“While the volume decreased a bit, Russian oil is still making its way to Europe regardless of imposed sanctions.”

Russia has had to sell its oil at discounts to competing barrels in international markets since its invasion of Ukraine, as shown by the wider price differential of the country’s main crude grade, Urals, to Dated Brent.

Tannenbaum said camouflaged Russian barrels could be sold at above price caps to Asia while allowing their traders to continue accessing Western maritime and financial services, not least marine insurance — an industry that European and American players dominate.

The S&P Global analysis finds 96 ships with a total capacity of 4.5 million dwt were engaged in clandestine oil transfers in Russia’s EEZ during the second quarter, including 43 ships covered by the London-based International Group of P&I Clubs, whose members provide third-party liability cover for 90% of the world’s ocean-going tonnage.

In the first quarter, 88 ships with 4.3 million dwt carried out such operations, of which 42 were insured by the IG.

“I don’t think that the primary purpose… is to export to the EU,” Tannenbaum said. “It is to be able to sidestep the caps.”

Age issues

Meanwhile, the average age of tankers in dark STS in Russia’s EEZ reached 23 years in April-June, up from 18 years in the previous quarter, according to S&P Global data.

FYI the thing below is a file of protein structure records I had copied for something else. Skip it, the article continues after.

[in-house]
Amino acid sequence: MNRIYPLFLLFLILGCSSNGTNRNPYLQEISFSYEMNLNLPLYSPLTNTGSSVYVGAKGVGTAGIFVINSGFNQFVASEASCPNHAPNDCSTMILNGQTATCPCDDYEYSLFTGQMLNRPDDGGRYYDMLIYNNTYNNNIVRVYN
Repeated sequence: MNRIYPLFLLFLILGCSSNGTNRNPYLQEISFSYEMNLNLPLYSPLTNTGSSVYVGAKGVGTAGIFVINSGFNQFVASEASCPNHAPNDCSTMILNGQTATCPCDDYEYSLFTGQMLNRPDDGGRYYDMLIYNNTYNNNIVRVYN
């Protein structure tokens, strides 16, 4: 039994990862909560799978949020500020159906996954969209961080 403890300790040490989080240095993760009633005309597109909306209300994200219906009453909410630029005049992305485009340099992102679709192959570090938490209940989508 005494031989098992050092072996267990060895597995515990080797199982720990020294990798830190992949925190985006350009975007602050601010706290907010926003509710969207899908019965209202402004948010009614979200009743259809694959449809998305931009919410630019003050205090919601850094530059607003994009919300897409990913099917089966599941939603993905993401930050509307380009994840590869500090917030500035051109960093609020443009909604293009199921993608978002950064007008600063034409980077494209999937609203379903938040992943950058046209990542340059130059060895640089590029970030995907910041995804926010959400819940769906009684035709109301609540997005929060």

The development came as emerging tanker operators soaked up many vintage ships in secondhand markets over recent quarters, in an attempt to take advantage of their lower costs and premiums in sanctions trades, analysts have said.

“Despite their age and, at times, questionable safety records, these older ships have experienced a remarkable surge in demand within a relatively short span of time,” said Fotios Katsoulas, lead analyst for tankers at S&P Global.

“Economic incentives can outweigh concerns about safety and compliance with international regulations.”

Globally, S&P Global records 615 dark STS transfers in April-June, up from 524 in the first quarter and 292 during the same period of last year.

To address safety concerns amid the risking number of risky operations, the International Maritime Organization has said flag and port states should tighten the enforcement of its regulations on STS and dark operations, which do not allow vessel operators to switch off AIS transmission simply to hide the cargo origin.

The EU has also banned tankers suspected of circumventing sanctions via dark activities and oil transfers at sea from its ports, as part of the 11th sanctions package unveiled in June.

Maersk Tankers, the Danish operator that saw one of its ships denied entry into Tarragona by Spanish authorities for allegedly transporting Russia-linked oil products in February, said “the situation is complex and evolving fast.”

“We are adjusting our procedures on an ongoing basis to ensure we are complying with the sanctions,” the company said in an email.

Source: Platts